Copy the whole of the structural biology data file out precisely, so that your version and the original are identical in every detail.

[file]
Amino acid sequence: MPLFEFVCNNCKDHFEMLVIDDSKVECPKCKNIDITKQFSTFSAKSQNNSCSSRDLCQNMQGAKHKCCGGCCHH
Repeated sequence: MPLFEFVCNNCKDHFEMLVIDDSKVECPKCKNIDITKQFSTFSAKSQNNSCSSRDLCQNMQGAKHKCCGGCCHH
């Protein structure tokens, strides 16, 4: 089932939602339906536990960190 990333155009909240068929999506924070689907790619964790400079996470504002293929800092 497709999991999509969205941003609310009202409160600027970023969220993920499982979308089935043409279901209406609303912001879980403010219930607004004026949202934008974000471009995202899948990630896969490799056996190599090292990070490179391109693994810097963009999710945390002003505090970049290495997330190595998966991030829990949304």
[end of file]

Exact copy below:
Amino acid sequence: MPLFEFVCNNCKDHFEMLVIDDSKVECPKCKNIDITKQFSTFSAKSQNNSCSSRDLCQNMQGAKHKCCGGCCHH
Repeated sequence: MPLFEFVCNNCKDHFEMLVIDDSKVECPKCKNIDITKQFSTFSAKSQNNSCSSRDLCQNMQGAKHKCCGGCCHH
């Protein structure tokens, strides 16, 4: 089932939602339906536990960190 990333155009909240068929999506924070689907790619964790400079996470504002293929800092 497709999991999509969205941003609310009202409160600027970023969220993920499982979308089935043409279901209406609303912001879980403010219930607004004026949202934008974000471009995202899948990630896969490799056996190599090292990070490179391109693994810097963009999710945390002003505090970049290495997330190595998966991030829990949304």